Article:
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Questions of age and death

Last week, my father’s eldest brother completed 65 years. All family members celebrated it. While on that day, he had fun along with all of us, a few days before and after that, he has not really been his usual witty and sarcastic self. And the reason for this change can be traced back to a death that happened before his birthday.

A very dear friend of his passed away at 69. And since then, he has been living as if he is approaching a hypothetical and self-imposed deadline, both veritably and literally. He reprimands his son, my cousin, for the way he spends his time. He complains to his wife that she is not sitting and conversing with him enough. And all this is happening while he is hale and hearty. His diet and fitness regime gives nightmares to our gym-hitting cousins. The oxygen and haemoglobin levels in his blood can give anyone in his mid-40s a run for his money.

And hence comes a volley of questions about geriatric psychology. Why the mind in a healthy body is behaving in a fragile manner? Why a perfectly working brain is having this rationale that he may meet his end by the age of 69 just because one of his friends met that fate at that age? Why is he ignoring that there are other friends and relatives of his who are doing fine even at the age of 80? Does it take the loss of someone dear to realise mortality or does this kind of loss give the illusion of death reaching fast? Is there any late-life crisis he is going through in an emotional void or turbulence? And most important, why is he not discussing it directly with all of us? We have to decipher all of these through his actions and implicit dialogues, both spoken and unspoken.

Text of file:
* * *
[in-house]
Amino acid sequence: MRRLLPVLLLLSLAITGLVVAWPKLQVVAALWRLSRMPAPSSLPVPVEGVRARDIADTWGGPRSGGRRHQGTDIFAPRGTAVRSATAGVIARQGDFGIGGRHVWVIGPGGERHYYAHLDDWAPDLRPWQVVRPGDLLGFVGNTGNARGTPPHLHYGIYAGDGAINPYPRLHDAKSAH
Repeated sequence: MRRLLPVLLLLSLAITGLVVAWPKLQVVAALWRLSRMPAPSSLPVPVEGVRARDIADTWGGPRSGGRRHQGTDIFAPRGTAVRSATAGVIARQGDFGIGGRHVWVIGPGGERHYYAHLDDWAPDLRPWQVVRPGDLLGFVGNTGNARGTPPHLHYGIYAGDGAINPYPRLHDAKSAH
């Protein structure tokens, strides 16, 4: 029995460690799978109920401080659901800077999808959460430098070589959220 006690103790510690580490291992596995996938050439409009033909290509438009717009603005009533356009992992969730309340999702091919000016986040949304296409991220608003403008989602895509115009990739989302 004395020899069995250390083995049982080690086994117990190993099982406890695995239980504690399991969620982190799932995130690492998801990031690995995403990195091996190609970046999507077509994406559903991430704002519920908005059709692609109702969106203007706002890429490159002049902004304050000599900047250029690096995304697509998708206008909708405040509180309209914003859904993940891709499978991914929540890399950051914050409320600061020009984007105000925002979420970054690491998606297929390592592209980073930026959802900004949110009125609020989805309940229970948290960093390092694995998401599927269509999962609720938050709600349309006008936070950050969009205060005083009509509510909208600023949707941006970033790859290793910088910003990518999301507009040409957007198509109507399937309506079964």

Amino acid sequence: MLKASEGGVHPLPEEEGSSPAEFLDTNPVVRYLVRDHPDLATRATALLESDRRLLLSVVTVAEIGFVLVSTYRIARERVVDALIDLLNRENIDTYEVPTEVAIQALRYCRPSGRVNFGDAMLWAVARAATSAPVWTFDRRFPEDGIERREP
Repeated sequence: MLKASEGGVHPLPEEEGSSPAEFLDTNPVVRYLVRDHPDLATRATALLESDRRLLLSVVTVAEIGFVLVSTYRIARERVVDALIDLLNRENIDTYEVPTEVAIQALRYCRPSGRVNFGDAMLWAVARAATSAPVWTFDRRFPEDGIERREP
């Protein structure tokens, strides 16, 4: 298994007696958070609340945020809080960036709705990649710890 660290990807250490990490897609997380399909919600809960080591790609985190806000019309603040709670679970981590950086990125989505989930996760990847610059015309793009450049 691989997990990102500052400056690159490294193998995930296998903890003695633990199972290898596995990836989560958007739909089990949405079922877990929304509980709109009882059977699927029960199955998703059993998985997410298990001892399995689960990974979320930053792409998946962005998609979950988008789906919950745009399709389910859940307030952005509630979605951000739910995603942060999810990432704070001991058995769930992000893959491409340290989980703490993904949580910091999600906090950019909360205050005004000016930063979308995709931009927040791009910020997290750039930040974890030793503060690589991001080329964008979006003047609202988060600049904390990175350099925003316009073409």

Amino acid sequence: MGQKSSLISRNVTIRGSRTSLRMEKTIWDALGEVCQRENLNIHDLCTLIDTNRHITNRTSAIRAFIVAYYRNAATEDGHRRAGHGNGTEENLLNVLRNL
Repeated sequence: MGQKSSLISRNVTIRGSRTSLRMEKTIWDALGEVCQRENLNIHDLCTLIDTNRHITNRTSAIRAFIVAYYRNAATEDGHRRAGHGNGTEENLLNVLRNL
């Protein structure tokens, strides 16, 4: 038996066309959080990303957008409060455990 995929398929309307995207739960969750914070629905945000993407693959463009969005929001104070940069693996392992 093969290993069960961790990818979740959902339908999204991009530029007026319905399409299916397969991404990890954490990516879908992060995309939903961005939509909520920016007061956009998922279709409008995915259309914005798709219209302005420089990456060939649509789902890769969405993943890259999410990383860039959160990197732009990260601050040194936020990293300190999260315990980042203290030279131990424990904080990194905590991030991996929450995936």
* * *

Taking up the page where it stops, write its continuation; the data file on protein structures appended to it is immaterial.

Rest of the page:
While there can be many philosophical and psychological answers to all these questions, one significant question stands out. If my uncle is not discussing all of this with us, why aren’t we taking the initiative of triggering a dialogue about our observations of his changed behaviour? We may be grossly wrong or bang on with our deciphering. But still we are also hesitant in approaching him to have a conversation about and around it.

It may be because the dialogue about death and mortality needs more courage than the realisation of mortality itself. Or it may be because we are content witnessing him through a glass wall, while he is looking at death through another glass wall.

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Printable version | Jun 14, 2021 1:48:00 AM |

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